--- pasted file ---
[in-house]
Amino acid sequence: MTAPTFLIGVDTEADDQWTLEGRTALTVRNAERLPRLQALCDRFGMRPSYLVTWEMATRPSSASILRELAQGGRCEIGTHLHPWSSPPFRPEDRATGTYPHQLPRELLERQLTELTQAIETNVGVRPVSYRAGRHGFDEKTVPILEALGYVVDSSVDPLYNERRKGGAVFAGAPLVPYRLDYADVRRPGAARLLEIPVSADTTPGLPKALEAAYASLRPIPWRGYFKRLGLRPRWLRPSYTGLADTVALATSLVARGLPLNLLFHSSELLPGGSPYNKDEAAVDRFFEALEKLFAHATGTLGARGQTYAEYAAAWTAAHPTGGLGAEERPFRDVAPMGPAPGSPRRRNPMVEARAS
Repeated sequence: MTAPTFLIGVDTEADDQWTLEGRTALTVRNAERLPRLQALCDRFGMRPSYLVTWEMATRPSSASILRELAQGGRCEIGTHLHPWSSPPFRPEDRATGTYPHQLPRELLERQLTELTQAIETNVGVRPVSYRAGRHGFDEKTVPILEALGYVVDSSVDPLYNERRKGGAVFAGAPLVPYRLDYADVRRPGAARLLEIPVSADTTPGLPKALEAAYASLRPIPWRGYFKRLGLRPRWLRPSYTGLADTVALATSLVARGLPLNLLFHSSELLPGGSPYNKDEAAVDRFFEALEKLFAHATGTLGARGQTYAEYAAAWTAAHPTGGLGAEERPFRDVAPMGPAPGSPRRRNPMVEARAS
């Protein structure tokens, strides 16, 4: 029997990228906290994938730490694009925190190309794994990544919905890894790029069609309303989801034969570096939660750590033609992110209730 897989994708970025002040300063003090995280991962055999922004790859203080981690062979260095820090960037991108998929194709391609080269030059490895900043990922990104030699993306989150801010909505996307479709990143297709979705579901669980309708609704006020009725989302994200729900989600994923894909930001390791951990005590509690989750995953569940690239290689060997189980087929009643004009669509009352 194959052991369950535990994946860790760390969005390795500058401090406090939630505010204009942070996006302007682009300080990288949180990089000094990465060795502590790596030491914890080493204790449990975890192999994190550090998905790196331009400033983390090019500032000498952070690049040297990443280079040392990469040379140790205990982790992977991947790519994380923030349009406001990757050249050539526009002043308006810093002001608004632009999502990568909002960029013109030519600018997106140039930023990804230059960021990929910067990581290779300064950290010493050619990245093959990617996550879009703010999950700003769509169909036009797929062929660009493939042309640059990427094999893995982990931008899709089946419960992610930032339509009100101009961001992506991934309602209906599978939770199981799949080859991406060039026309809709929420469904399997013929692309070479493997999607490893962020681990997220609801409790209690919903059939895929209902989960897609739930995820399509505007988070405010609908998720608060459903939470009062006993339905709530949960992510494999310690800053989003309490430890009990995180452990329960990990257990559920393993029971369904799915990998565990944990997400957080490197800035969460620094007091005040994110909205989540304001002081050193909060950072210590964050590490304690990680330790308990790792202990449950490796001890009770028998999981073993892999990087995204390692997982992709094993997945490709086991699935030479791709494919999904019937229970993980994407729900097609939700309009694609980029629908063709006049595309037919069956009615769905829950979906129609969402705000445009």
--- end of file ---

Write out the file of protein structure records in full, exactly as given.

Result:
[in-house]
Amino acid sequence: MTAPTFLIGVDTEADDQWTLEGRTALTVRNAERLPRLQALCDRFGMRPSYLVTWEMATRPSSASILRELAQGGRCEIGTHLHPWSSPPFRPEDRATGTYPHQLPRELLERQLTELTQAIETNVGVRPVSYRAGRHGFDEKTVPILEALGYVVDSSVDPLYNERRKGGAVFAGAPLVPYRLDYADVRRPGAARLLEIPVSADTTPGLPKALEAAYASLRPIPWRGYFKRLGLRPRWLRPSYTGLADTVALATSLVARGLPLNLLFHSSELLPGGSPYNKDEAAVDRFFEALEKLFAHATGTLGARGQTYAEYAAAWTAAHPTGGLGAEERPFRDVAPMGPAPGSPRRRNPMVEARAS
Repeated sequence: MTAPTFLIGVDTEADDQWTLEGRTALTVRNAERLPRLQALCDRFGMRPSYLVTWEMATRPSSASILRELAQGGRCEIGTHLHPWSSPPFRPEDRATGTYPHQLPRELLERQLTELTQAIETNVGVRPVSYRAGRHGFDEKTVPILEALGYVVDSSVDPLYNERRKGGAVFAGAPLVPYRLDYADVRRPGAARLLEIPVSADTTPGLPKALEAAYASLRPIPWRGYFKRLGLRPRWLRPSYTGLADTVALATSLVARGLPLNLLFHSSELLPGGSPYNKDEAAVDRFFEALEKLFAHATGTLGARGQTYAEYAAAWTAAHPTGGLGAEERPFRDVAPMGPAPGSPRRRNPMVEARAS
């Protein structure tokens, strides 16, 4: 029997990228906290994938730490694009925190190309794994990544919905890894790029069609309303989801034969570096939660750590033609992110209730 897989994708970025002040300063003090995280991962055999922004790859203080981690062979260095820090960037991108998929194709391609080269030059490895900043990922990104030699993306989150801010909505996307479709990143297709979705579901669980309708609704006020009725989302994200729900989600994923894909930001390791951990005590509690989750995953569940690239290689060997189980087929009643004009669509009352 194959052991369950535990994946860790760390969005390795500058401090406090939630505010204009942070996006302007682009300080990288949180990089000094990465060795502590790596030491914890080493204790449990975890192999994190550090998905790196331009400033983390090019500032000498952070690049040297990443280079040392990469040379140790205990982790992977991947790519994380923030349009406001990757050249050539526009002043308006810093002001608004632009999502990568909002960029013109030519600018997106140039930023990804230059960021990929910067990581290779300064950290010493050619990245093959990617996550879009703010999950700003769509169909036009797929062929660009493939042309640059990427094999893995982990931008899709089946419960992610930032339509009100101009961001992506991934309602209906599978939770199981799949080859991406060039026309809709929420469904399997013929692309070479493997999607490893962020681990997220609801409790209690919903059939895929209902989960897609739930995820399509505007988070405010609908998720608060459903939470009062006993339905709530949960992510494999310690800053989003309490430890009990995180452990329960990990257990559920393993029971369904799915990998565990944990997400957080490197800035969460620094007091005040994110909205989540304001002081050193909060950072210590964050590490304690990680330790308990790792202990449950490796001890009770028998999981073993892999990087995204390692997982992709094993997945490709086991699935030479791709494919999904019937229970993980994407729900097609939700309009694609980029629908063709006049595309037919069956009615769905829950979906129609969402705000445009």